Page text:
Now don't take this the wrong way. While I am proud to be an American, I certainly don't think my country is perfect. It doesn't always do the right thing. Sometimes it's done terribly wrong things. But even after all that, I refuse to be ashamed of where I'm from (indeed, no one should EVER feel that way, regardless of their country of origin) - I am, and ever shall be, happy about being an American, and I will always have hope for my country's future.
     
    Last edited: Jul 28, 2016
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  5. HaventGotALife

    HaventGotALife Fleet Captain Fleet Captain

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    I used to be a Conservative because of my belief that the family was the basis of civilization. I felt that morality--being a good person--was more important than any institution. I thought individual courage and strength was necessary to have a strong country. I felt that we needed to be protected from a dangerous world.

    None of those values have changed, but my definitions changed, slightly. A family doesn't have to be blood, or just a man-and-woman, or morality means more than just avoiding infidelity, or making the sign of the cross, but protecting ALL Americans--white and black, Latino and gay--and not scapegoating Christians OR Muslims. Defense isn't just with missiles and soldiers, but with diplomacy. It means fiscal responsibility, no matter where it comes from. We cannot rely on reputations. We cannot be allergic to new information, even if it disagrees with our current belief structure. My Conservatism was tempered by the reality of the times. The reality of 1.2 trillion dollars in debt, versus a surplus. The Gulf of Tonkin Incident AND Weapons of Mass Destruction in Iraq. 23 million jobs or 9.8 million jobs versus The Great Recession and "It's the Economy, Stupid."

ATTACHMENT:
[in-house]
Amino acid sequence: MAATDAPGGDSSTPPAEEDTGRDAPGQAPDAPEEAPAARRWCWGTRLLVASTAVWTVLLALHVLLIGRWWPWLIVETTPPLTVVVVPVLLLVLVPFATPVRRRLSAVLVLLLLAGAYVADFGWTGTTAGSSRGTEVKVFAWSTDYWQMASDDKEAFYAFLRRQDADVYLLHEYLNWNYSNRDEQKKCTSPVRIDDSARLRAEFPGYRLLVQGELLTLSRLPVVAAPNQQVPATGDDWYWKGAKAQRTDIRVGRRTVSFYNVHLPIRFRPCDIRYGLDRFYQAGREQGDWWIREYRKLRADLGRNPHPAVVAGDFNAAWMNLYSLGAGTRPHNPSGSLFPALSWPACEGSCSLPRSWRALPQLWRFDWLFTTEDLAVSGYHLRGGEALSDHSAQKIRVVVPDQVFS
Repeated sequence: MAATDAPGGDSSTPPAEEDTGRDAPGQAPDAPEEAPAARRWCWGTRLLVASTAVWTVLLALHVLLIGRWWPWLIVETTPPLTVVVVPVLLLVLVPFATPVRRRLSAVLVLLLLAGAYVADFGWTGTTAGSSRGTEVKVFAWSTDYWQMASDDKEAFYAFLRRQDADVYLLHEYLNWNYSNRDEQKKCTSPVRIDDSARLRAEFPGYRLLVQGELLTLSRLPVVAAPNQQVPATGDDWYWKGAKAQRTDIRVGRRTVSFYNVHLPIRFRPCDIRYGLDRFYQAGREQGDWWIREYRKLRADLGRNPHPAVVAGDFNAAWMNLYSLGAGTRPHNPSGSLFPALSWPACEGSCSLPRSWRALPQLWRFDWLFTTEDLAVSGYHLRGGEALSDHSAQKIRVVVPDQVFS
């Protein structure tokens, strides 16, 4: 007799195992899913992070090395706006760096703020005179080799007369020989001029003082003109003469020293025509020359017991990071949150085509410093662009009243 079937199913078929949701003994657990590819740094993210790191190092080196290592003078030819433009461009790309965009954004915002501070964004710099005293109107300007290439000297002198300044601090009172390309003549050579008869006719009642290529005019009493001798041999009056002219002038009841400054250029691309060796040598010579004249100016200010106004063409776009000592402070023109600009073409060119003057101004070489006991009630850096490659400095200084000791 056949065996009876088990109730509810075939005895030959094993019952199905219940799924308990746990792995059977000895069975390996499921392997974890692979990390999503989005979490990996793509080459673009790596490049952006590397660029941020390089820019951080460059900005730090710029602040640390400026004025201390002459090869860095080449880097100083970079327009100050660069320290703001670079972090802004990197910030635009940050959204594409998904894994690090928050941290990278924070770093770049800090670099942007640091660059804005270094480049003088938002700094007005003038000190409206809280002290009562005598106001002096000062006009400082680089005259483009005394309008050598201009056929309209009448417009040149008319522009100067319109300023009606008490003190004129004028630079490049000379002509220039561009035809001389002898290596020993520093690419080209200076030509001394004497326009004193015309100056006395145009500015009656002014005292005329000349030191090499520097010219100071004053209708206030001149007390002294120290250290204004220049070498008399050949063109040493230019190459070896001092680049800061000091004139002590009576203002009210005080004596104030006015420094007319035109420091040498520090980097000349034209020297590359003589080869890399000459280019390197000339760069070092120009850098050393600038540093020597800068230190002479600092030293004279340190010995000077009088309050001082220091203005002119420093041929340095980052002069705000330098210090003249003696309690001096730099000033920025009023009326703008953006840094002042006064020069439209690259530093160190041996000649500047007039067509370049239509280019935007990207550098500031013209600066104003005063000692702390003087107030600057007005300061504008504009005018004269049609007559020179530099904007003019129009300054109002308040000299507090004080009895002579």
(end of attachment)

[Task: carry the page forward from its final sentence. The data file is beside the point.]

It's not that one person or party has one the truth at their fingertips. It's not possible. We are animals with perceptions, experiences, personality, and intelligence. There is too much to see, too much to do, to fit in one lifetime. Rugged Individualism denies the beauty of society. My mother almost died from complications from cancer. I relied on her nurses and doctors to save her life. Rugged Individualism would've left her doctor untaught, the grocery store un-built, the money unearned, the life unsaved, and I would've lost my mother. People rely on me to take their money, so they can travel to work, get a cup of coffee, and have a genuine person say to them, "Have a good day at work" or "I hope your day gets better." I rely on my bank, my grocery store, my internet provider, my employer to keep paying me. We are in a symbiotic relationship with 320 million other people, at least 320 million people. How many people touched the food that went to market? How many people invested in the business that got them to market?

    I love this land, too. And since this is a post about music, I will give you a patriotic song that inspires me.